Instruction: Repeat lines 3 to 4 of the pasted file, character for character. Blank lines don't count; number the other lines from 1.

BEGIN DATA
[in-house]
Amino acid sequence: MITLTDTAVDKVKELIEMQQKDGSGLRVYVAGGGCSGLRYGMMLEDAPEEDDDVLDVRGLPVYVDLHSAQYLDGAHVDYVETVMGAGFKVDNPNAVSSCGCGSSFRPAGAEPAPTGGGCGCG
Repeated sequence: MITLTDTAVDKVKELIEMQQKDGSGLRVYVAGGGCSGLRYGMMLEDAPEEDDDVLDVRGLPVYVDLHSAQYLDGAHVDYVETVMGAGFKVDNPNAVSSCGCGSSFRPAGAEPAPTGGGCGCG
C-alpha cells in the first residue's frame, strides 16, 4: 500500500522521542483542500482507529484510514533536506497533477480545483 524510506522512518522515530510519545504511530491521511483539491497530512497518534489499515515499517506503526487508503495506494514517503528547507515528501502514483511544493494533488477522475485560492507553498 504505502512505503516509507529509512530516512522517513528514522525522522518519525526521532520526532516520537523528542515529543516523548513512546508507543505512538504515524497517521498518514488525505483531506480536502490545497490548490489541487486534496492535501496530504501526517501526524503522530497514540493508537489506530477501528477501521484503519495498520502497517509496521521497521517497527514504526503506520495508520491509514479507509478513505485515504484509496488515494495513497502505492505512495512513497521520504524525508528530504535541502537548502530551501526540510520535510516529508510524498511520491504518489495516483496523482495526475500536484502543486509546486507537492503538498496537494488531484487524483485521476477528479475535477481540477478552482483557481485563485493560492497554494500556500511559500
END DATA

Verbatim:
Repeated sequence: MITLTDTAVDKVKELIEMQQKDGSGLRVYVAGGGCSGLRYGMMLEDAPEEDDDVLDVRGLPVYVDLHSAQYLDGAHVDYVETVMGAGFKVDNPNAVSSCGCGSSFRPAGAEPAPTGGGCGCG
C-alpha cells in the first residue's frame, strides 16, 4: 500500500522521542483542500482507529484510514533536506497533477480545483 524510506522512518522515530510519545504511530491521511483539491497530512497518534489499515515499517506503526487508503495506494514517503528547507515528501502514483511544493494533488477522475485560492507553498 504505502512505503516509507529509512530516512522517513528514522525522522518519525526521532520526532516520537523528542515529543516523548513512546508507543505512538504515524497517521498518514488525505483531506480536502490545497490548490489541487486534496492535501496530504501526517501526524503522530497514540493508537489506530477501528477501521484503519495498520502497517509496521521497521517497527514504526503506520495508520491509514479507509478513505485515504484509496488515494495513497502505492505512495512513497521520504524525508528530504535541502537548502530551501526540510520535510516529508510524498511520491504518489495516483496523482495526475500536484502543486509546486507537492503538498496537494488531484487524483485521476477528479475535477481540477478552482483557481485563485493560492497554494500556500511559500